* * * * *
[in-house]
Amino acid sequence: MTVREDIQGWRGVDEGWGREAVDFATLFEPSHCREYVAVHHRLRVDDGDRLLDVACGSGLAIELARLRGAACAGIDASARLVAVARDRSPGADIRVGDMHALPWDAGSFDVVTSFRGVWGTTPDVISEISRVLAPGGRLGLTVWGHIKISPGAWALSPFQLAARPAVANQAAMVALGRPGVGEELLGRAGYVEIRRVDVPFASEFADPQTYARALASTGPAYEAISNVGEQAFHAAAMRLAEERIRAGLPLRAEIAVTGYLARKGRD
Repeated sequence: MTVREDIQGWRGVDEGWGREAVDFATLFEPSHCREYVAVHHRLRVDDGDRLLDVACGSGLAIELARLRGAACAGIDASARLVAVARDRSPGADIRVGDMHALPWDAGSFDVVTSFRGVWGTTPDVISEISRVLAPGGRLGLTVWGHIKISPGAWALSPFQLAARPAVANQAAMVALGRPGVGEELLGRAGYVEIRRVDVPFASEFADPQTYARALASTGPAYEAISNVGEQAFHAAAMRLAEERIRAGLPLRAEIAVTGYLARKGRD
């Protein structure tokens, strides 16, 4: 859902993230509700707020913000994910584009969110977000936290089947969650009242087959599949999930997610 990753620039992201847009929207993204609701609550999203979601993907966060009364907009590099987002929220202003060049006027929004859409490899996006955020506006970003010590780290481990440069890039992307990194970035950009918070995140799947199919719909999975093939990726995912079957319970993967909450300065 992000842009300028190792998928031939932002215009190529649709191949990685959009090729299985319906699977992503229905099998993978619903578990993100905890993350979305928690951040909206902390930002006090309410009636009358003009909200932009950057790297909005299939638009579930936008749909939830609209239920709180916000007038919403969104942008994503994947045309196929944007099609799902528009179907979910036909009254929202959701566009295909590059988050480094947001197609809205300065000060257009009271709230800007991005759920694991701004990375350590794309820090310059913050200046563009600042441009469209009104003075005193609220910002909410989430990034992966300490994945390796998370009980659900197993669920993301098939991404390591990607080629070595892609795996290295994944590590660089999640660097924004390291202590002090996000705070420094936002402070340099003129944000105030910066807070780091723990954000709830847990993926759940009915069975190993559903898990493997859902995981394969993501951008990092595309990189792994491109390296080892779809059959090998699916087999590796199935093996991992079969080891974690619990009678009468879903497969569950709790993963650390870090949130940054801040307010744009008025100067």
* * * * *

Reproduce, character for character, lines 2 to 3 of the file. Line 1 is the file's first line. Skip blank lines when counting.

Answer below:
Amino acid sequence: MTVREDIQGWRGVDEGWGREAVDFATLFEPSHCREYVAVHHRLRVDDGDRLLDVACGSGLAIELARLRGAACAGIDASARLVAVARDRSPGADIRVGDMHALPWDAGSFDVVTSFRGVWGTTPDVISEISRVLAPGGRLGLTVWGHIKISPGAWALSPFQLAARPAVANQAAMVALGRPGVGEELLGRAGYVEIRRVDVPFASEFADPQTYARALASTGPAYEAISNVGEQAFHAAAMRLAEERIRAGLPLRAEIAVTGYLARKGRD
Repeated sequence: MTVREDIQGWRGVDEGWGREAVDFATLFEPSHCREYVAVHHRLRVDDGDRLLDVACGSGLAIELARLRGAACAGIDASARLVAVARDRSPGADIRVGDMHALPWDAGSFDVVTSFRGVWGTTPDVISEISRVLAPGGRLGLTVWGHIKISPGAWALSPFQLAARPAVANQAAMVALGRPGVGEELLGRAGYVEIRRVDVPFASEFADPQTYARALASTGPAYEAISNVGEQAFHAAAMRLAEERIRAGLPLRAEIAVTGYLARKGRD